ThrillerFest VIII – Day 2
Today is the second day of ThrillerFest, and it’s been great so far. Not only did I meet the man who created John Rambo, I also ran into one of my favorite authors, Jason Pinter. Below are photos and highlights from some of the sessions. Enjoy!
Andrew Gross – 10 Ways to Keep the Reader Turning Pages
- Use short linking dramatic chapters to keep the reader hooked and wanting to know what’s next.
- In every scene eliminate what does not directly advance the story.
- Your writing cadence should reflect what’s happening in the book.
- Don’t bog the narrative down by showing off, being boring or using unnecessary description.
- Try to eliminate the parts that readers tend to skip.
- Remove extraneous words.
- Don’t provide too much information – decide what you need, and cut it in half.
- Orient the reader quickly when you begin a scene to avoid taking the reader out of the narrative.
- Know what each chapter or scene is trying to deliver and don’t do more.
- If all else fails, use a larger font.
Steven James – How to Discard Your Outline and Write Better Stories
- Root yourself in what a story really is.
- Let the narrative forces, not formulas, drive your story forward.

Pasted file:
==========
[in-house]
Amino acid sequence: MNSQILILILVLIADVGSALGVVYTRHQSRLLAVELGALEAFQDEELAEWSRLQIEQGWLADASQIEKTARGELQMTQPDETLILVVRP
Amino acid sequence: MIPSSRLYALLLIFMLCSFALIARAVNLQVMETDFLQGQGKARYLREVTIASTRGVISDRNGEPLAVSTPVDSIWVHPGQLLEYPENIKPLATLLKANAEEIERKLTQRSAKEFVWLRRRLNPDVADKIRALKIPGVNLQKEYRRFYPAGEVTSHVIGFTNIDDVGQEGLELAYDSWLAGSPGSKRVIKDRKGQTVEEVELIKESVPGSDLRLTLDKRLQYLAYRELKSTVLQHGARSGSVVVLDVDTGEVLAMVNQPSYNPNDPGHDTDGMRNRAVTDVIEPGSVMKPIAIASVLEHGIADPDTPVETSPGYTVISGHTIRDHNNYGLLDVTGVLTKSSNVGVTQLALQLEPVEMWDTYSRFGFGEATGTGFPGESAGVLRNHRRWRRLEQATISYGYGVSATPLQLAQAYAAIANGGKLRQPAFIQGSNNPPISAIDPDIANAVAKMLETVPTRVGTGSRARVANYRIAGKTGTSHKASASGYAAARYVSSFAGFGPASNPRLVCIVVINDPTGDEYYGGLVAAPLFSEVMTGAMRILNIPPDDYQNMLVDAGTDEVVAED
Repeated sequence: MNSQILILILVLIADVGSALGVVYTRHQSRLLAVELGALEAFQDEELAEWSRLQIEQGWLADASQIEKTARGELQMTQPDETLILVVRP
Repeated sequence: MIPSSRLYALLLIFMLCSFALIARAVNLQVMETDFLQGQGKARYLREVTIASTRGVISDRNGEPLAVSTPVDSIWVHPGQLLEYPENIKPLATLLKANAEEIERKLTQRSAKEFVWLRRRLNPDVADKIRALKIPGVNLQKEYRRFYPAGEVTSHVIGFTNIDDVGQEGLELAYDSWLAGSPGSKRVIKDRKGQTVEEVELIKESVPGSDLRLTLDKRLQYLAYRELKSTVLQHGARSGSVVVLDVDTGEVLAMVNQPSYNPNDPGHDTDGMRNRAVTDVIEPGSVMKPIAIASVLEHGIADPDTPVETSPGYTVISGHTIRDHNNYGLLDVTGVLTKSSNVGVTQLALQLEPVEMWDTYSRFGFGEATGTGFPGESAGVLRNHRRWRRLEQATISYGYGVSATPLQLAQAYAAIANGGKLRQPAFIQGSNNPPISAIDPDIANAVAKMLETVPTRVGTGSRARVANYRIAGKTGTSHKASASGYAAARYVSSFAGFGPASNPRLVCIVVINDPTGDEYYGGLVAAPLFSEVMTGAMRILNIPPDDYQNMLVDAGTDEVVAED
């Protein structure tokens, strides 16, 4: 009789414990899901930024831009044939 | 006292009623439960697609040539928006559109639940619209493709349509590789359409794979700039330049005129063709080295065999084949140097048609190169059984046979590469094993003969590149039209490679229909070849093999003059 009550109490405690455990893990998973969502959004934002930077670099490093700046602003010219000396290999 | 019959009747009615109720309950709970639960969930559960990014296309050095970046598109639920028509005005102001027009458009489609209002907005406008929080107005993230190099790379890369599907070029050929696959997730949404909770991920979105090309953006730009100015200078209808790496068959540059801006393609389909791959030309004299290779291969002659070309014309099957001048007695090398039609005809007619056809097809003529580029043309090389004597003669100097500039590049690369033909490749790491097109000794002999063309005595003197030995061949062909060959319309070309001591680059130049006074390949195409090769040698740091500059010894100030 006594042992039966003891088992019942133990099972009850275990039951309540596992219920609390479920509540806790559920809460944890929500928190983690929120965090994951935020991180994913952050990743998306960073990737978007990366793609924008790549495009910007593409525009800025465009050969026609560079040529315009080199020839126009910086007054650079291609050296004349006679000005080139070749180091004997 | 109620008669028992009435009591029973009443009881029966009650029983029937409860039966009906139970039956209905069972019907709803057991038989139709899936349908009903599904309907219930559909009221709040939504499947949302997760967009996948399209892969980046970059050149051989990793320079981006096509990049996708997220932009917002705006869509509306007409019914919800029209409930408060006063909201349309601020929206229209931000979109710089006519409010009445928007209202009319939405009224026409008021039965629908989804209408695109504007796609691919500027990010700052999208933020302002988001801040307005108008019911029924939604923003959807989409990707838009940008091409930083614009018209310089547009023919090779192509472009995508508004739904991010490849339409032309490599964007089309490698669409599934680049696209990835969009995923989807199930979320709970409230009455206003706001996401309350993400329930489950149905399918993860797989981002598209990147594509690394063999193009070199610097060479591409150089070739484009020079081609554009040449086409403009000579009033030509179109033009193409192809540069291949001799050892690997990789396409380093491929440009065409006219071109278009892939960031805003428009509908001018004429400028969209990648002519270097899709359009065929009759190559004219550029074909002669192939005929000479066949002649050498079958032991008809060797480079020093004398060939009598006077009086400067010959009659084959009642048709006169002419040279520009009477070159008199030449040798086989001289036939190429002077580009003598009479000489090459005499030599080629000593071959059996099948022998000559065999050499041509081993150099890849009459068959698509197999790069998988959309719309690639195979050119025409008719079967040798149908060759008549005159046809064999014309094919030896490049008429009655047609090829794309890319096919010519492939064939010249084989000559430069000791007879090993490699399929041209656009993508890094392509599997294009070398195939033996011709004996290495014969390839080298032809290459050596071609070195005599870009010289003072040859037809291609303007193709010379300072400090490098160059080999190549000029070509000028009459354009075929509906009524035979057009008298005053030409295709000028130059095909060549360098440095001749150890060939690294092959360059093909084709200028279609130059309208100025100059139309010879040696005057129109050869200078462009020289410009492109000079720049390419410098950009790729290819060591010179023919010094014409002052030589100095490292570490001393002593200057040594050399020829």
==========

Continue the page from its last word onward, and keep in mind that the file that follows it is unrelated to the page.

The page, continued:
- Trust the fluidity of the process.
- Follow rabbit trails – you have to explore.
- Write obligatory scenes.
- Make a promise or keep one – explain what the desire is, what’s at stake.
- Re-evaluate where you’re going – to understand the reader’s point of view.
- Ask those three vital questions that solve any plot problem (see below).
- Take the time to meet your characters.
- Give readers what they want or something better.
Three questions to solve any plot problem you encounter:
- What would this character naturally do?
- How can I make things worse?
- How can I end this scene or story in a way that’s not predictable?
David Morrell – Setting
- “Be a first-rate version of yourself and not a second-rate version of someone else.”
- “Writing is a vocation, not a profession. It’s the history of our souls.”
- “Forget about sight and concentrate on feeling.”
- “Writing can be one of two things: stained glass or Windex. Readers can either be aware that they’re reading a book or, like a window after being wiped down with Windex, they can see right through it and be completely absorbed. There’s a place for both.”
- “Use stealth description, so the reader isn’t aware of it.”